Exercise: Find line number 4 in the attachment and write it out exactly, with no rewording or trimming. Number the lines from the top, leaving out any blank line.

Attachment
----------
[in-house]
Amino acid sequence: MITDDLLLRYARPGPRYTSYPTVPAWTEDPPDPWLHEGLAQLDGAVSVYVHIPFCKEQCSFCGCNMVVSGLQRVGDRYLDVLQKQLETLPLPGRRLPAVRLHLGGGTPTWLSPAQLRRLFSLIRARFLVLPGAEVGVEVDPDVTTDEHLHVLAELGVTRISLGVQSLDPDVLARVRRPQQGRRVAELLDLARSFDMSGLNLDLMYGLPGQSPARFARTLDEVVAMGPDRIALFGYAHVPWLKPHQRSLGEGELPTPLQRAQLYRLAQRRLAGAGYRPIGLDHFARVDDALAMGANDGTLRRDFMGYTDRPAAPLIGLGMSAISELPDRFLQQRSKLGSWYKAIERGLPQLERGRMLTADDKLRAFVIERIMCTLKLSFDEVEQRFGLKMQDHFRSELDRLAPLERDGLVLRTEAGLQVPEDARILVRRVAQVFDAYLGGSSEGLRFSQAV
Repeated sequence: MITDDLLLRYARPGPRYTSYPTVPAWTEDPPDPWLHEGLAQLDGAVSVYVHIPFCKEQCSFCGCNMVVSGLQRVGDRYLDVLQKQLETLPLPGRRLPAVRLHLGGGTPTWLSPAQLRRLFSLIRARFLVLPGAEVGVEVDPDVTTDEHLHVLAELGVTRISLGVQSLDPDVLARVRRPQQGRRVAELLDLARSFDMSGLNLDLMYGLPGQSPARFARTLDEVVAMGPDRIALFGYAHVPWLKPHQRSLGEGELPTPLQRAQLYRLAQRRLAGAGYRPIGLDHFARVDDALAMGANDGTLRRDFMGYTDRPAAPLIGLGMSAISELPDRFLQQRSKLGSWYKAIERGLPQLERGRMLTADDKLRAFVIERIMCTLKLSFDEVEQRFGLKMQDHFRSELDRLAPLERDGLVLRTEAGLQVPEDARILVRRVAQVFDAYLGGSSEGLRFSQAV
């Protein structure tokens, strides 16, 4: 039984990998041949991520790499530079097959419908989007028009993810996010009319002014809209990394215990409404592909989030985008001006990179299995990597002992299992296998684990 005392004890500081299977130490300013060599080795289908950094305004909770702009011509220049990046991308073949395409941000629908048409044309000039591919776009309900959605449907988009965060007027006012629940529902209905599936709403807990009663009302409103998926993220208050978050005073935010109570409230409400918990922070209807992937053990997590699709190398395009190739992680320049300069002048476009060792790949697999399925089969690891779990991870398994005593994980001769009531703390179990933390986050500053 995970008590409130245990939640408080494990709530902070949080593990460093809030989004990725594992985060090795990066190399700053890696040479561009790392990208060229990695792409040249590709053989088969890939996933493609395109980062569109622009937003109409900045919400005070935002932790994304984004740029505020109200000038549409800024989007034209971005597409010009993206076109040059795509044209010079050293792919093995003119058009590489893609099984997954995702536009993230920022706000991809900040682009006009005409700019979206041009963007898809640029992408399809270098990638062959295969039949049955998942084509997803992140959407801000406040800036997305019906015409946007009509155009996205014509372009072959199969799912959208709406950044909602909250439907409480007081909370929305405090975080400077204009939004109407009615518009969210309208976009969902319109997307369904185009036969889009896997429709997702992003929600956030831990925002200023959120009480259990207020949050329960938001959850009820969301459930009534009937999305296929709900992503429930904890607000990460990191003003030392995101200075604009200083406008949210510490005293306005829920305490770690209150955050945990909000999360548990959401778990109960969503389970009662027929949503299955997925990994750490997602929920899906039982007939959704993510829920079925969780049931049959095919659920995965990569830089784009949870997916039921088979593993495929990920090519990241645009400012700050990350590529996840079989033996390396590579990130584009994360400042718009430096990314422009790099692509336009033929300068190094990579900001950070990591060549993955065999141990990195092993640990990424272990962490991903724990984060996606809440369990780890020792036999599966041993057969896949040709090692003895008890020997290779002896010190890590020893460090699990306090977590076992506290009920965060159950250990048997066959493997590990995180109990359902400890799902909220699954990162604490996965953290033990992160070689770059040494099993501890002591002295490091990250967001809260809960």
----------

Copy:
């Protein structure tokens, strides 16, 4: 039984990998041949991520790499530079097959419908989007028009993810996010009319002014809209990394215990409404592909989030985008001006990179299995990597002992299992296998684990 005392004890500081299977130490300013060599080795289908950094305004909770702009011509220049990046991308073949395409941000629908048409044309000039591919776009309900959605449907988009965060007027006012629940529902209905599936709403807990009663009302409103998926993220208050978050005073935010109570409230409400918990922070209807992937053990997590699709190398395009190739992680320049300069002048476009060792790949697999399925089969690891779990991870398994005593994980001769009531703390179990933390986050500053 995970008590409130245990939640408080494990709530902070949080593990460093809030989004990725594992985060090795990066190399700053890696040479561009790392990208060229990695792409040249590709053989088969890939996933493609395109980062569109622009937003109409900045919400005070935002932790994304984004740029505020109200000038549409800024989007034209971005597409010009993206076109040059795509044209010079050293792919093995003119058009590489893609099984997954995702536009993230920022706000991809900040682009006009005409700019979206041009963007898809640029992408399809270098990638062959295969039949049955998942084509997803992140959407801000406040800036997305019906015409946007009509155009996205014509372009072959199969799912959208709406950044909602909250439907409480007081909370929305405090975080400077204009939004109407009615518009969210309208976009969902319109997307369904185009036969889009896997429709997702992003929600956030831990925002200023959120009480259990207020949050329960938001959850009820969301459930009534009937999305296929709900992503429930904890607000990460990191003003030392995101200075604009200083406008949210510490005293306005829920305490770690209150955050945990909000999360548990959401778990109960969503389970009662027929949503299955997925990994750490997602929920899906039982007939959704993510829920079925969780049931049959095919659920995965990569830089784009949870997916039921088979593993495929990920090519990241645009400012700050990350590529996840079989033996390396590579990130584009994360400042718009430096990314422009790099692509336009033929300068190094990579900001950070990591060549993955065999141990990195092993640990990424272990962490991903724990984060996606809440369990780890020792036999599966041993057969896949040709090692003895008890020997290779002896010190890590020893460090699990306090977590076992506290009920965060159950250990048997066959493997590990995180109990359902400890799902909220699954990162604490996965953290033990992160070689770059040494099993501890002591002295490091990250967001809260809960």